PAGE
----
Attendees of UrGen gather at Wesley UMC in San Diego, Calif. to meet and discuss the status of ministry for Asian-Americans.

UrGen is equipping, empowering, and calling Asian-Americans into fruit-bearing, life-giving ministry
By Jesse N. Love

It is about 10:30 p.m. in San Diego, Calif.

K-Pop music fills the air at the local Tea-N-More, a place serving snacks and drinks with boba – chewy pearl-sized tapioca balls made from the taro plant. Young people are having fun conversation, playing board games, and sipping on tea or smoothies. Over to the back of the room are several Asian-American Christians from different parts of the country. They are fellowshipping together, learning about each other’s ministries, and unwinding before a full day at The UrGen Leadership Development Project.

Toua Yang is relaxing on a couch with a few other UrGen participants. He serves at the California-Nevada Conference of The United Methodist Church as an assistant to its superintendents. Like others attending UrGen, Yang heard about this event from one of its organizers, Truong Le, who serves with Young People’s Ministries (GBOD). “When you see that everyone has the same goals, it brings us together in commonality,” shares Yang. He is Asian-American, specifically Hmong. When asked about challenges young Asians are facing today, he states, meeting “parental expectations and cultural expectations” as key struggles here in America. “It’s important with our generation – where we are busy with school and work – to have Christ in our lives. Like a shoulder or a friend to lean on.”

The UrGen Leadership Development Project took place from Nov. 1-3 at Wesley United Methodist Church in San Diego, Calif. Around 30 Asian-American young people were in attendance. Vietnamese, Chinese, Korean, Filipino, and Hmong Christians gathered for leadership empowerment, to nurture gifts & graces for God, and to discern a spiritual calling into ministry.

The Rev. Shalom Agtarap, who serves as a local pastor at Ellensburg UMC in the Pacific Northwest Conference, led a workshop on spiritual fitness and renewal. Agtarap invited the group to evaluate their daily routines and to practice awareness of their physical and spiritual surroundings. In living out a spiritual life, one should always expect life to be ‘shaken up’ despite prayers, she shares.

Danny Mai of UMCOM and Truong Le both currently serve at UMC headquarters in Nashville. They presented a workshop on technological resources for ministry. Mai shared how digital tools can help develop relationships with people with whom the church serves. He introduced web sites including – which helps create easy, online PowerPoint-style presentations and iPad apps, such as “Paper” for drawing and creating church visuals.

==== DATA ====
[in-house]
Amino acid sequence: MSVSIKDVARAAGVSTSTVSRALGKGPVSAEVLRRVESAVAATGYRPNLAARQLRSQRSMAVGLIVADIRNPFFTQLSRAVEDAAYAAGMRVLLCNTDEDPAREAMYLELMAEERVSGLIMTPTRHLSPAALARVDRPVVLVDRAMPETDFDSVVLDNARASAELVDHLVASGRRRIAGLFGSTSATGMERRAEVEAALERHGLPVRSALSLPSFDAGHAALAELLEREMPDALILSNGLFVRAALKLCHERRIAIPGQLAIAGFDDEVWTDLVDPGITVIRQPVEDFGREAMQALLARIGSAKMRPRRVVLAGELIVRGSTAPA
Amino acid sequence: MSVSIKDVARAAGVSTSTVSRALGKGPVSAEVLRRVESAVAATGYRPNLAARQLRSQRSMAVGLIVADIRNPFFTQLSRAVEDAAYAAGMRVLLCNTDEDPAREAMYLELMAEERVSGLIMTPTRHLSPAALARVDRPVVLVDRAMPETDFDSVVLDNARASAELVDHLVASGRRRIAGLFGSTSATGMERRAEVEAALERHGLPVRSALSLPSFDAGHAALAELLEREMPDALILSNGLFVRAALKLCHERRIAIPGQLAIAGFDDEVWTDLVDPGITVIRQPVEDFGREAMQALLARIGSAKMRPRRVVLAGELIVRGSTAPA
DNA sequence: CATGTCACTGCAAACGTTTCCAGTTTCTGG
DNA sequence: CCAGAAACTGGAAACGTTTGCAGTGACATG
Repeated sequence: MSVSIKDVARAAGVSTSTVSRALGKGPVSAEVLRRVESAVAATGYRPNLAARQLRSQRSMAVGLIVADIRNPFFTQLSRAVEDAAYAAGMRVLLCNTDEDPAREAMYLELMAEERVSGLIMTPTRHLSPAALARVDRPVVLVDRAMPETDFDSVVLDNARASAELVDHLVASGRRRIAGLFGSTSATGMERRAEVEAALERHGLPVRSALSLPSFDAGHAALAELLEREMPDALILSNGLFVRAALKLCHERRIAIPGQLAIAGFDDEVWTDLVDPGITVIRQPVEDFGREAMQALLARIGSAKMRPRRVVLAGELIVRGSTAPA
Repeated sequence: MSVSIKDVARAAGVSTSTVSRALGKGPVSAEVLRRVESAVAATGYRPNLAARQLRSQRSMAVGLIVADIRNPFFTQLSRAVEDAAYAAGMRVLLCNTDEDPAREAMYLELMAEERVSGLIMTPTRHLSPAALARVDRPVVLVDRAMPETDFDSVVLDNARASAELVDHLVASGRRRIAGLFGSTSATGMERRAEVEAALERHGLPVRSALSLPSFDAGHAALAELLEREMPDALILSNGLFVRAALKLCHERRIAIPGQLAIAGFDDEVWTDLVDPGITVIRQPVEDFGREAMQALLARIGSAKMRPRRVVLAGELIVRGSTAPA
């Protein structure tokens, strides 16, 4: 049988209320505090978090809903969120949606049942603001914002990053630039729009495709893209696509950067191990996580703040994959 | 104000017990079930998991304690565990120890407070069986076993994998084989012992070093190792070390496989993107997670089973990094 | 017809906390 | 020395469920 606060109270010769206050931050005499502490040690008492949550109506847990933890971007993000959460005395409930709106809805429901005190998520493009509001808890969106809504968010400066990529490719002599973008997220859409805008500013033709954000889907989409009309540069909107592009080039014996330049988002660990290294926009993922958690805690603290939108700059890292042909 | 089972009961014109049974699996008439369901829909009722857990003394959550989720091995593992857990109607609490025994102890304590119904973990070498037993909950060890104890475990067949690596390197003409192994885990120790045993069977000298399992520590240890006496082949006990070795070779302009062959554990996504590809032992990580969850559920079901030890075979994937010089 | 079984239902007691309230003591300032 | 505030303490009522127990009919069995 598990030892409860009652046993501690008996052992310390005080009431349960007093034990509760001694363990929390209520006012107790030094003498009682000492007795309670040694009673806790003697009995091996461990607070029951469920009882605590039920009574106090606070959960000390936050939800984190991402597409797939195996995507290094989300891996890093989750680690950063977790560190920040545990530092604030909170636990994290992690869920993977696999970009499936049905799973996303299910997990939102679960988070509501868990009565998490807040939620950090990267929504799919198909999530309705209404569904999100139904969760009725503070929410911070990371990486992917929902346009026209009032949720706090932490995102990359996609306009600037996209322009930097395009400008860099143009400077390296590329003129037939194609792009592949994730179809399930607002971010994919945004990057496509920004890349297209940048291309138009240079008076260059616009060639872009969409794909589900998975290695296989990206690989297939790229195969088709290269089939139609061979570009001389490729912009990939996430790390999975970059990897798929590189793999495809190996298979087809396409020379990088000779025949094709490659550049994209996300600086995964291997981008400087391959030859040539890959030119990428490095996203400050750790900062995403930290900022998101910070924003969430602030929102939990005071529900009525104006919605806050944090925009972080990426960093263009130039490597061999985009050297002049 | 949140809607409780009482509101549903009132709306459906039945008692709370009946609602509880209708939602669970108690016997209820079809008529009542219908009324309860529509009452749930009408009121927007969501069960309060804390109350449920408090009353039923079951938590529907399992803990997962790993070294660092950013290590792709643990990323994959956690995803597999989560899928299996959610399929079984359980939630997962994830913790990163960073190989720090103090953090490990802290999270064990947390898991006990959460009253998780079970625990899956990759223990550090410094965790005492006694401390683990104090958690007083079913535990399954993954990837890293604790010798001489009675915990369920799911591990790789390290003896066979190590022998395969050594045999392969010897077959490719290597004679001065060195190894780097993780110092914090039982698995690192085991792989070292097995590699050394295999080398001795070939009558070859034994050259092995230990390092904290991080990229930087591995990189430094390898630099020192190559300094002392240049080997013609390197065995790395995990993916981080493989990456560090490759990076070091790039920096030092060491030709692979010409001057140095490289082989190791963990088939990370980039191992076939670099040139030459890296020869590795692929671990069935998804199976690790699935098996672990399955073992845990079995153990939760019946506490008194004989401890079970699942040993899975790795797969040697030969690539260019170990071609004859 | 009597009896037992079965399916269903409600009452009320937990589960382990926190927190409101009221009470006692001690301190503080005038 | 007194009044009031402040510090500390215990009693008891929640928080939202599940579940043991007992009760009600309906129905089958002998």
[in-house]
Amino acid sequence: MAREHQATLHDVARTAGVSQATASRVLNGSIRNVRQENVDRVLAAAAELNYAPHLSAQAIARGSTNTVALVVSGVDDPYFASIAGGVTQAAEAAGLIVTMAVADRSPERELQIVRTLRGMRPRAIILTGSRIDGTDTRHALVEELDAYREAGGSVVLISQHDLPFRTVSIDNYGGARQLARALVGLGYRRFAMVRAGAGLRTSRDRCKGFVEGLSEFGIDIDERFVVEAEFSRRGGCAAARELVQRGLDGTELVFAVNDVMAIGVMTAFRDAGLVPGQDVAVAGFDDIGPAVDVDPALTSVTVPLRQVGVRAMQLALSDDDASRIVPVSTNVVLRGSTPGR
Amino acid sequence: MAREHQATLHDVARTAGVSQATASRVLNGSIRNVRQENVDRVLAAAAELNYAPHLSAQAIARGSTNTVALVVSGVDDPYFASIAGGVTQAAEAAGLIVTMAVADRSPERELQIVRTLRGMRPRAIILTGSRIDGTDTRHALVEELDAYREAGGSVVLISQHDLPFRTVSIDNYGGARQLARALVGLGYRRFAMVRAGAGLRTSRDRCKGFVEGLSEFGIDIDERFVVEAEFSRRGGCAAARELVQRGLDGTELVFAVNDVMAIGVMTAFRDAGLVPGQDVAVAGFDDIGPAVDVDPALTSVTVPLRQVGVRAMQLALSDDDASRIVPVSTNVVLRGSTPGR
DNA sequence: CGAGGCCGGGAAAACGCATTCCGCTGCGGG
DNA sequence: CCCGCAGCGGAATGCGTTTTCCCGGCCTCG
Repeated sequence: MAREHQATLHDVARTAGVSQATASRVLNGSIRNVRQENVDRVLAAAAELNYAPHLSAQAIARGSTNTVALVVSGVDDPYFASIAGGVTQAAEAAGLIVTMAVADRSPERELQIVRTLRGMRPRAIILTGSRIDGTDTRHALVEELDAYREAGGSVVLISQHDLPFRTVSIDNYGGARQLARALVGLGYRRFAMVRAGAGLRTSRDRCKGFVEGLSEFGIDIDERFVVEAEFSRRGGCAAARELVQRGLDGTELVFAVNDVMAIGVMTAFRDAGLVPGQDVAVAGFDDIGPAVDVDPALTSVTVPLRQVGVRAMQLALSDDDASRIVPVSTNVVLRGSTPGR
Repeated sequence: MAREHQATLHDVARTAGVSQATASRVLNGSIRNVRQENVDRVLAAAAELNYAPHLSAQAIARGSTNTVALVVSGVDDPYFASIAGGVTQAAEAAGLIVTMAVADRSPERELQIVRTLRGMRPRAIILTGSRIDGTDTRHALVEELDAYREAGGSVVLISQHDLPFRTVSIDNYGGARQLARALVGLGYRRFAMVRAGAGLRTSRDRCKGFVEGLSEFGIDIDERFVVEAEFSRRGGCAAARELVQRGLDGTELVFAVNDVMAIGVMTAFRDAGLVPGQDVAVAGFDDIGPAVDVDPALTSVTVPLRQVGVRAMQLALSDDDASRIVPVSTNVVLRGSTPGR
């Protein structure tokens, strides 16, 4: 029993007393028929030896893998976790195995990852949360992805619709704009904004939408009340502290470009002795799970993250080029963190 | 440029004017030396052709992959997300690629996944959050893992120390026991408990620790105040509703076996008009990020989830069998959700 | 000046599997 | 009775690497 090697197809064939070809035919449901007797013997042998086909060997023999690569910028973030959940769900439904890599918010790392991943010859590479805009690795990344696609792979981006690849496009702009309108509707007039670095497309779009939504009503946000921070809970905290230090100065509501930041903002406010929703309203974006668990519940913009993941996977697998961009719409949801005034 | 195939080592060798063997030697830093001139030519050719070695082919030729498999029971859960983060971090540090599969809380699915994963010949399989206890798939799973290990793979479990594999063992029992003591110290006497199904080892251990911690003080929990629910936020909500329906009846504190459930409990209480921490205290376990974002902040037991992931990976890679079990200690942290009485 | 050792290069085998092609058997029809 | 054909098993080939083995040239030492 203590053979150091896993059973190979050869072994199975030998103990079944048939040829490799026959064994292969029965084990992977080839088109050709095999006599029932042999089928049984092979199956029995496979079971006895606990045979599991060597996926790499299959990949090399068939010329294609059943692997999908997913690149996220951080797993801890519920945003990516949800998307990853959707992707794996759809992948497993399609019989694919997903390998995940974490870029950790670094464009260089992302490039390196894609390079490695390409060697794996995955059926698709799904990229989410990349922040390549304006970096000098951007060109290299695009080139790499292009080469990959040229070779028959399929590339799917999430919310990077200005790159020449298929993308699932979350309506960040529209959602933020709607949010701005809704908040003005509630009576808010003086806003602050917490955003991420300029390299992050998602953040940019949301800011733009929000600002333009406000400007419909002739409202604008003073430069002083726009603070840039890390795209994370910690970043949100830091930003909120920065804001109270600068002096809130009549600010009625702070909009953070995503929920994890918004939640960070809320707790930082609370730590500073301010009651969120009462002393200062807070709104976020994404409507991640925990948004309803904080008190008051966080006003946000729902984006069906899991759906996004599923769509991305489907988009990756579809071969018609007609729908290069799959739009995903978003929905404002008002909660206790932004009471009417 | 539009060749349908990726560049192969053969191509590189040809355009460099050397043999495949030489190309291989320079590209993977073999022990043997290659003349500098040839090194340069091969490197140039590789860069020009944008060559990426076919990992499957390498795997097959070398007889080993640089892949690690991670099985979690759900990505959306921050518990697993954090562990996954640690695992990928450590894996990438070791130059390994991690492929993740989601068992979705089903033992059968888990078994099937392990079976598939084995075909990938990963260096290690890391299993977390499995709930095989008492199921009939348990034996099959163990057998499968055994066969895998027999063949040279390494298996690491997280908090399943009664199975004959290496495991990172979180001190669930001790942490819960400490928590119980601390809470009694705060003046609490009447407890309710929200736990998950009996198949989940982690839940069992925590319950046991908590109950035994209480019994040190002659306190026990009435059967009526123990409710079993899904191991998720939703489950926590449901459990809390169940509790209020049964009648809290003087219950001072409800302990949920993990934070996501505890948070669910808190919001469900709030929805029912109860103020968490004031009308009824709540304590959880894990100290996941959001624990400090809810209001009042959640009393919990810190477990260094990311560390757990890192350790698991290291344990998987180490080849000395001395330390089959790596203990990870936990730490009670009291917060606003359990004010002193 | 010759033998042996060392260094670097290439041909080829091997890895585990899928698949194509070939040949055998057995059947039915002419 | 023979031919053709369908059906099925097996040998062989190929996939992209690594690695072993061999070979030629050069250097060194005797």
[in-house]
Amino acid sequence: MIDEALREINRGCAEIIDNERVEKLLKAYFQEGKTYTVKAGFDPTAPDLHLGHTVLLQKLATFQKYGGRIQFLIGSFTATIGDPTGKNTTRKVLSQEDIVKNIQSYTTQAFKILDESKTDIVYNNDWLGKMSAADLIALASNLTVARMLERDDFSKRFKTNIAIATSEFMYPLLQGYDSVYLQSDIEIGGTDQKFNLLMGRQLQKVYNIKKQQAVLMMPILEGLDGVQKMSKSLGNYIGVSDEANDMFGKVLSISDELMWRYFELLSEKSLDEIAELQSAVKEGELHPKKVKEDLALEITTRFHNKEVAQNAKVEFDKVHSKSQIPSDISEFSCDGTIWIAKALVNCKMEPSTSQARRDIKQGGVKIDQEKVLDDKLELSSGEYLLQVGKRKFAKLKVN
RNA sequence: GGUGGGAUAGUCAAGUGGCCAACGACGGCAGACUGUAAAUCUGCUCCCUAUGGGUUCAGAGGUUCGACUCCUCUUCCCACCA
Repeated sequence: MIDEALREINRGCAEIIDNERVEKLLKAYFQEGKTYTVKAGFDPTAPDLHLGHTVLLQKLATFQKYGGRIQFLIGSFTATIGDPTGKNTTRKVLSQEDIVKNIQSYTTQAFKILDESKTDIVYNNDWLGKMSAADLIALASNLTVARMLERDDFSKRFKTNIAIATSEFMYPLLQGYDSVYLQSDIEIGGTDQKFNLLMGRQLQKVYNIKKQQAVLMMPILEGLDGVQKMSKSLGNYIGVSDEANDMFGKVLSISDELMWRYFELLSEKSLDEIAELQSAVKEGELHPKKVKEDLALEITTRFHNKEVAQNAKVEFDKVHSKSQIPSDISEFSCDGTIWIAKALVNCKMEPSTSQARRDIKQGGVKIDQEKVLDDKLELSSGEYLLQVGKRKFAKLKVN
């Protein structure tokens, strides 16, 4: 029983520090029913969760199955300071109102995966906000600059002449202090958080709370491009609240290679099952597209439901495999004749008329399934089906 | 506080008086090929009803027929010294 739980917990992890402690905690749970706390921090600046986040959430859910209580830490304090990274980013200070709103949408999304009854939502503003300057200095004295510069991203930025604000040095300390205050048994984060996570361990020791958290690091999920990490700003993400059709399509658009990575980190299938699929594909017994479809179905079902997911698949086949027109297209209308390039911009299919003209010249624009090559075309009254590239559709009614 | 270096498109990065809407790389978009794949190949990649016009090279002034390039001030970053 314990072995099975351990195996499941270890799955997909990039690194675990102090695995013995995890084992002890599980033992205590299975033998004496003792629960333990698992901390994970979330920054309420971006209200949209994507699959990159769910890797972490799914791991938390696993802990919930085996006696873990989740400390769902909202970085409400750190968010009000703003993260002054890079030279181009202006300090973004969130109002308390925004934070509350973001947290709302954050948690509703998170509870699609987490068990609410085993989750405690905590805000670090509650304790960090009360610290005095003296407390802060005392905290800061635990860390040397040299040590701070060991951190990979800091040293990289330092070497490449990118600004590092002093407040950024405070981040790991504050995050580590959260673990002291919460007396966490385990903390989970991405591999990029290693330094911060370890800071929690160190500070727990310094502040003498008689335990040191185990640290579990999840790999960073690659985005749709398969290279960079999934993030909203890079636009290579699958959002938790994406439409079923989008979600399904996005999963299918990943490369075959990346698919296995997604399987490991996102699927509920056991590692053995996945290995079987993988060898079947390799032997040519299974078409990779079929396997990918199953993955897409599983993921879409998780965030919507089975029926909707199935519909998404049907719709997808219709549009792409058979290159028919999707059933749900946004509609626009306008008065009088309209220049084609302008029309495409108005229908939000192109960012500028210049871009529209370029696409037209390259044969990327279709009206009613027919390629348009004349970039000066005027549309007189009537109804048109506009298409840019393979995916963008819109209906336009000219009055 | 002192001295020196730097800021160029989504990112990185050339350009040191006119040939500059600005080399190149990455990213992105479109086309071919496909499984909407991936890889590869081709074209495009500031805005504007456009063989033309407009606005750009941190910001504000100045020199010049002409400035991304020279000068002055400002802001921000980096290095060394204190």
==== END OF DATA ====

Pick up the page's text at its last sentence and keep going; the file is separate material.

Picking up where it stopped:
Le introduced Web 2.0 in the forms of social media sites such as Facebook, Twitter and YouTube. He also introduced the Field Guide Network (, a service provided by the UMC’s Young People’s Ministries. The site connects people to expert guides with various skills like discipleship, social media, small groups, and even budgeting. Utilizing communications technology for storytelling and conversation are all part in having “fruitful” relationships in ministry.

The Rev. Bau Dang is the superintendent of the East District of the California-Pacific Conference. At his workshop, Dang shared important reasons why there is a great need for spiritual young people to embrace a call into ministry. The United Methodist Church is declining – in membership, worship attendance, and clergy. In the midst of church closures, there’s the looming possibility clergy may outnumber available churches. Dang considers the UrGen group as “jewels of the denomination” – they are under 35 and have the potential to answer a call into ministry for the future. He heeds though, when entering into ministry to consider if it is a genuine ‘call’ or a ‘career’ choice. Answering this question will determine the “effectiveness and fruitfulness of the church.”

Worship services at UrGen further elaborated on heeding a call into ministry. The Rev. Dr. HiRho Park serves as the director of Continuing Formation for Ministry at GBHEM in Nashville. “A calling is a burning desire that is imprinted in your heart knowing the knowledge and ministry of Jesus Christ,” shares Park. She noted that 45% for the world’s young people, or 700 million, can be found in the Asian and Pacific region. This region lacks economic development and education; it faces health risks due to drugs and reproductive issues. “Are you called to be a part of this sacred work? Who is going to lead to make this world a better place to live?” questions Park.